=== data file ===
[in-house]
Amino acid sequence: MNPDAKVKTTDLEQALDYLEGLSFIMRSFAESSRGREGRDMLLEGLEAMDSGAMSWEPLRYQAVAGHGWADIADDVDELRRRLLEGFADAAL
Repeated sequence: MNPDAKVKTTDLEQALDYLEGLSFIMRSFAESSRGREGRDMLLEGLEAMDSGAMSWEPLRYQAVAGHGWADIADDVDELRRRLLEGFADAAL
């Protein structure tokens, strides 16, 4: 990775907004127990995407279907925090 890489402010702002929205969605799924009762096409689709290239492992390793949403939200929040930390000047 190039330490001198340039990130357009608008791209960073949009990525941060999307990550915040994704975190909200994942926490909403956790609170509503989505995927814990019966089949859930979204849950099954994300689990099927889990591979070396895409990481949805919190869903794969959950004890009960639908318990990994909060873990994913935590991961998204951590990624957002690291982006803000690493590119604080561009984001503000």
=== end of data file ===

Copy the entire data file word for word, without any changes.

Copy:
[in-house]
Amino acid sequence: MNPDAKVKTTDLEQALDYLEGLSFIMRSFAESSRGREGRDMLLEGLEAMDSGAMSWEPLRYQAVAGHGWADIADDVDELRRRLLEGFADAAL
Repeated sequence: MNPDAKVKTTDLEQALDYLEGLSFIMRSFAESSRGREGRDMLLEGLEAMDSGAMSWEPLRYQAVAGHGWADIADDVDELRRRLLEGFADAAL
């Protein structure tokens, strides 16, 4: 990775907004127990995407279907925090 890489402010702002929205969605799924009762096409689709290239492992390793949403939200929040930390000047 190039330490001198340039990130357009608008791209960073949009990525941060999307990550915040994704975190909200994942926490909403956790609170509503989505995927814990019966089949859930979204849950099954994300689990099927889990591979070396895409990481949805919190869903794969959950004890009960639908318990990994909060873990994913935590991961998204951590990624957002690291982006803000690493590119604080561009984001503000």